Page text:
Thousands Displaced by Italy Earthquake

The 14th-century Cathedral of St Benedict was among the historical sites hit by the quake.The 14th-century Cathedral of St Benedict was among the historical sites hit by the quake.

Thousands of people in central Italy have spent the night in cars, tents and temporary accommodation following the fourth earthquake in the area in three months.

The 6.6-magnitude quake—Italy’s strongest in decades—struck close to the region where nearly 300 people were killed by a quake in August.

This time no one appears to have died, but about 20 people were injured. Powerful aftershocks are still bringing down masonry. In the town of Norcia, in the Perugia region, close to the epicenter of Sunday morning’s earthquake, some locals have decided to stay in their homes, BBC reported.

Others spent the night in tents pitched near the town or have taken up the authorities’ offer of shelter on the Adriatic Coast.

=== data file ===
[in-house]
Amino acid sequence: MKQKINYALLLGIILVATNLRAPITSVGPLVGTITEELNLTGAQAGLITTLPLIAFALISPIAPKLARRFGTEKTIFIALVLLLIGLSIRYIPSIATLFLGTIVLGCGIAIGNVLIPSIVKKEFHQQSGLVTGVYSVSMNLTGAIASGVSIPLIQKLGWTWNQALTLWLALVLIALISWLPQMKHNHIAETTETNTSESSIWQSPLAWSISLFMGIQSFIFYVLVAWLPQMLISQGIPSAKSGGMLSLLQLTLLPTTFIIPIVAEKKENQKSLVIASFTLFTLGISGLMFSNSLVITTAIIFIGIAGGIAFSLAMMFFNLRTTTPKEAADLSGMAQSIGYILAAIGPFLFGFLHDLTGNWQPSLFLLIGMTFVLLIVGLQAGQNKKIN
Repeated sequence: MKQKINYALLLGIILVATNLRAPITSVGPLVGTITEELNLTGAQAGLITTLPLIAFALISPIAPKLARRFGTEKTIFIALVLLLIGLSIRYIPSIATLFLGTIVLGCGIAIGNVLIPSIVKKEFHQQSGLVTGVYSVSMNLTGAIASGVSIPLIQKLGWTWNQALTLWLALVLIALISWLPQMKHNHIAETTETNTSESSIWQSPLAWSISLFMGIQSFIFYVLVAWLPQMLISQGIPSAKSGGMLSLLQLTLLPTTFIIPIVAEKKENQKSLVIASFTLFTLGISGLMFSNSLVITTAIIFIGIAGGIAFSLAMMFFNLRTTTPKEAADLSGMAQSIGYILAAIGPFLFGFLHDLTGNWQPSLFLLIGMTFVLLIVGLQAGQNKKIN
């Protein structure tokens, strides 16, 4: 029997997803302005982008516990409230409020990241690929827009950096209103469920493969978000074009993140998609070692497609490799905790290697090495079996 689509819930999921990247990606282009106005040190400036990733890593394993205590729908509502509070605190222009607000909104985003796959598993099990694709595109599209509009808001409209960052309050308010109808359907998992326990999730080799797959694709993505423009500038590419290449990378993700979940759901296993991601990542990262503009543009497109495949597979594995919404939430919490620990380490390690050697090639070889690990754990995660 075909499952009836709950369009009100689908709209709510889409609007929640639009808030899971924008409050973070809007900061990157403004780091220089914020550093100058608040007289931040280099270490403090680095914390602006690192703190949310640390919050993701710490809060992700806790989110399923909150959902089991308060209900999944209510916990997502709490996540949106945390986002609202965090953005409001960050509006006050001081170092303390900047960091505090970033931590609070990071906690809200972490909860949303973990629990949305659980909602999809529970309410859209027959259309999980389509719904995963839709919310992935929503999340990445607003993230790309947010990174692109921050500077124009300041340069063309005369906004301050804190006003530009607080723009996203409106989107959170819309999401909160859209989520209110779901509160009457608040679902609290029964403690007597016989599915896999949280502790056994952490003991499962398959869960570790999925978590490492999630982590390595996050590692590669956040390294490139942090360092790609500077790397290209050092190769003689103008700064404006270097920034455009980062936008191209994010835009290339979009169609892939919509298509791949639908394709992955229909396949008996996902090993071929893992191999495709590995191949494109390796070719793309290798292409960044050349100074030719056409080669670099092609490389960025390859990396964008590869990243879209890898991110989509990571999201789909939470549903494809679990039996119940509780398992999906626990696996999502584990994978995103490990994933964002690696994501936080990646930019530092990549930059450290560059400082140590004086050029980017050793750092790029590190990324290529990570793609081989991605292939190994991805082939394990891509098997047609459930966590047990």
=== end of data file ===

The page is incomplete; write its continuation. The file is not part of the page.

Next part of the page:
“It will be a difficult night,” the head of Italian Civil Defense, Fabrizio Curcio said on Sunday. “A 6.5 earthquake has clearly changed the situation.”

An evacuation of buildings in central Italy deemed vulnerable to seismic activity last week, following strong aftershocks from August’s quake, may have saved lives.

Officials said three people were dug out of the rubble alive in the town of Tolentino.

The towns of Castelsantangelo and Preci also suffered considerable damage, but were mainly abandoned after last week’s quakes, of magnitude 5.5 and 6.1. Castelsantangelo’s mayor, quoted by La Stampa newspaper, said there were no casualties at all in the town as “everyone had already left”.

Tremors from the latest earthquake were felt in the capital Rome, where the Metro system was shut down and as far away as Venice in the north. Prime Minister Matteo Renzi has promised that everything will be rebuilt, saying resources will be found.

“We are going through a really tough period,” he said. “We must not allow the profound pain, fatigue and stress that we have now to turn into resignation.”

Central Italy has seen several major quakes in recent years. Earthquakes, which devastated the town of L’Aquila in 2009 and Amatrice in August this year, killed about 300 people each.

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